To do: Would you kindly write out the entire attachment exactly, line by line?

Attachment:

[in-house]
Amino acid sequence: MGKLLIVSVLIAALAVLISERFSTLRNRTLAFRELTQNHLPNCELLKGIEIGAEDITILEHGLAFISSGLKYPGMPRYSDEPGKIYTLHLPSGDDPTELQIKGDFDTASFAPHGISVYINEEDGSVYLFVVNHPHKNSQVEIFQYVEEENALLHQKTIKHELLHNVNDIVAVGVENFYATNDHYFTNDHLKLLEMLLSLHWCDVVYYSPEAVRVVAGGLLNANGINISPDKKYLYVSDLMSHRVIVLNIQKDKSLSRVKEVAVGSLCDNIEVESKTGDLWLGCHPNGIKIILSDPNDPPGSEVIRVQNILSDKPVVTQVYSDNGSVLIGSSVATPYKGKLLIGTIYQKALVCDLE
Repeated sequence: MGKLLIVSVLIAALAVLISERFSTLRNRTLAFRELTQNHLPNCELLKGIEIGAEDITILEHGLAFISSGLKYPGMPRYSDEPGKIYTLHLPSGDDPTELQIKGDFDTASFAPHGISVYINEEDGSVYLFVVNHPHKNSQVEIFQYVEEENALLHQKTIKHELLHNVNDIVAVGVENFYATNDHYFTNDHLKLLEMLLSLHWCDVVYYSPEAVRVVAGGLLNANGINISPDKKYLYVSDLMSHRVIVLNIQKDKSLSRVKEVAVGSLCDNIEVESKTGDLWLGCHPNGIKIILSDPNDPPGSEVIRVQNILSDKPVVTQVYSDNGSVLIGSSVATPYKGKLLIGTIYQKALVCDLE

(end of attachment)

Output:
[in-house]
Amino acid sequence: MGKLLIVSVLIAALAVLISERFSTLRNRTLAFRELTQNHLPNCELLKGIEIGAEDITILEHGLAFISSGLKYPGMPRYSDEPGKIYTLHLPSGDDPTELQIKGDFDTASFAPHGISVYINEEDGSVYLFVVNHPHKNSQVEIFQYVEEENALLHQKTIKHELLHNVNDIVAVGVENFYATNDHYFTNDHLKLLEMLLSLHWCDVVYYSPEAVRVVAGGLLNANGINISPDKKYLYVSDLMSHRVIVLNIQKDKSLSRVKEVAVGSLCDNIEVESKTGDLWLGCHPNGIKIILSDPNDPPGSEVIRVQNILSDKPVVTQVYSDNGSVLIGSSVATPYKGKLLIGTIYQKALVCDLE
Repeated sequence: MGKLLIVSVLIAALAVLISERFSTLRNRTLAFRELTQNHLPNCELLKGIEIGAEDITILEHGLAFISSGLKYPGMPRYSDEPGKIYTLHLPSGDDPTELQIKGDFDTASFAPHGISVYINEEDGSVYLFVVNHPHKNSQVEIFQYVEEENALLHQKTIKHELLHNVNDIVAVGVENFYATNDHYFTNDHLKLLEMLLSLHWCDVVYYSPEAVRVVAGGLLNANGINISPDKKYLYVSDLMSHRVIVLNIQKDKSLSRVKEVAVGSLCDNIEVESKTGDLWLGCHPNGIKIILSDPNDPPGSEVIRVQNILSDKPVVTQVYSDNGSVLIGSSVATPYKGKLLIGTIYQKALVCDLE